Outdated fire nozzle technology that is two decades old will be replaced with nozzles meant for changed fire behavior due to a change in building materials and modern construction methods.
For about a year, Ceres fire engineer Dominic Magagnini contacted vendors and came back to management with an extensive report and proposal to change out all the nozzles currently used by Ceres firefighters. Those costs exceeded the city's budget so a phase-in plan had been considered but later rejected because differing nozzle styles would have to be operated differently in terms of pressure and handling.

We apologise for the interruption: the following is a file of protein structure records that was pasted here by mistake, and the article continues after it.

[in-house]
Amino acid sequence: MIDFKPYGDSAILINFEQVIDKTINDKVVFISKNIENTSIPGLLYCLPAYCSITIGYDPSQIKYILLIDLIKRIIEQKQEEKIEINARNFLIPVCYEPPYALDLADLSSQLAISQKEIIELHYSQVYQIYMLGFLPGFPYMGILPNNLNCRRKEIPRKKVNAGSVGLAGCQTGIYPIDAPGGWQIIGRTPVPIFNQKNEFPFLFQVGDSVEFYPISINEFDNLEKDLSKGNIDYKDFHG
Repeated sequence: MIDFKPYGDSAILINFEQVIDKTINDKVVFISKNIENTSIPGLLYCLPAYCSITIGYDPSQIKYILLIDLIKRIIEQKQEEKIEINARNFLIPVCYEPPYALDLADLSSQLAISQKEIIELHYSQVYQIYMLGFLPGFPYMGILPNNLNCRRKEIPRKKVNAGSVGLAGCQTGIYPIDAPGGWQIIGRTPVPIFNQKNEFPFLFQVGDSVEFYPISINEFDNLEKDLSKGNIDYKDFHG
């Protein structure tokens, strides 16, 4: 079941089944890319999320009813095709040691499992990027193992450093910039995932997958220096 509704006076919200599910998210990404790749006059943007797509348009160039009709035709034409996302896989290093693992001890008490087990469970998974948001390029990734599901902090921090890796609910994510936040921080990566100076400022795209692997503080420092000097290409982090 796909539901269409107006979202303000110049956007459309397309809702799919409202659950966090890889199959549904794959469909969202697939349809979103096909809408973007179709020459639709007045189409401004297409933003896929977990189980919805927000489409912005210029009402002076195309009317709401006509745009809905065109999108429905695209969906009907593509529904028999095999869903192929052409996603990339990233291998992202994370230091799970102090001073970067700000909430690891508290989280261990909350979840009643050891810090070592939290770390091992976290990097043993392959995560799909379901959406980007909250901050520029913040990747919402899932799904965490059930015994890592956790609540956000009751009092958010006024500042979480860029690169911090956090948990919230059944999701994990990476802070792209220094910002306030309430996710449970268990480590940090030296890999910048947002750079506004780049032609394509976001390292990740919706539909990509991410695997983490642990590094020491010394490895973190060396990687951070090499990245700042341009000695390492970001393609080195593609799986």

"It needed to be a one-time change for everything," explained Ceres Fire Captain Mike Lillie. "We didn't want the firefighters at night or in a smoky environment have to look down and remember which nozzle they pulled."
Magagnini applied for a grant through a community foundation and learned that the project was funded.
Lillie reported that the nozzles were ordered on Dec. 6 and should be delivered within 60 days.
The grant does not cover maintenance or repairs of the nozzles but the city has then funds, said Lillie.
"It was a good work done by Dominic."